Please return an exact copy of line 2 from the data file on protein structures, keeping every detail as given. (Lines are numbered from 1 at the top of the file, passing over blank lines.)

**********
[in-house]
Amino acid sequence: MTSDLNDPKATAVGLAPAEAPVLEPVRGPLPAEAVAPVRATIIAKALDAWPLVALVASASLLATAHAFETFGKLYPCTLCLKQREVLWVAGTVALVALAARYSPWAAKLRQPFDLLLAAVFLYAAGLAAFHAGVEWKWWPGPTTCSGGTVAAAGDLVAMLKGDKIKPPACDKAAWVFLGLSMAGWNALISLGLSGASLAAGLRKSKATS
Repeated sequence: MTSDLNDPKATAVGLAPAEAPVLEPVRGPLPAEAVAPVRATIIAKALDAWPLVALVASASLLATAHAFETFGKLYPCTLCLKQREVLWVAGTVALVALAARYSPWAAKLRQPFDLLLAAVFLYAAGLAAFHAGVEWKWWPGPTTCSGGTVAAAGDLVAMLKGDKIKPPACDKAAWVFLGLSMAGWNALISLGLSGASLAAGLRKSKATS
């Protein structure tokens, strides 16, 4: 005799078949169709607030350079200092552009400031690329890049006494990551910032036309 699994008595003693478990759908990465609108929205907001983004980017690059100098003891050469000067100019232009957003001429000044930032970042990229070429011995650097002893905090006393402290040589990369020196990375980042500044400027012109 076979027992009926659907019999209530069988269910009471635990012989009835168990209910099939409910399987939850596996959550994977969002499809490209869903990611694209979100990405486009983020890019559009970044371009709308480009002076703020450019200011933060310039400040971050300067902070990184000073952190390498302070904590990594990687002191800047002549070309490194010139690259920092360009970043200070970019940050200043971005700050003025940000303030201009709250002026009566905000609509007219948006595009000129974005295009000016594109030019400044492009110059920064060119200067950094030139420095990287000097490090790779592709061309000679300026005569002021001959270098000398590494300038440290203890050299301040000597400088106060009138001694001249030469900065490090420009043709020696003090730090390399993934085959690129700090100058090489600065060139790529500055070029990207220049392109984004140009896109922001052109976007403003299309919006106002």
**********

Amino acid sequence: MTSDLNDPKATAVGLAPAEAPVLEPVRGPLPAEAVAPVRATIIAKALDAWPLVALVASASLLATAHAFETFGKLYPCTLCLKQREVLWVAGTVALVALAARYSPWAAKLRQPFDLLLAAVFLYAAGLAAFHAGVEWKWWPGPTTCSGGTVAAAGDLVAMLKGDKIKPPACDKAAWVFLGLSMAGWNALISLGLSGASLAAGLRKSKATS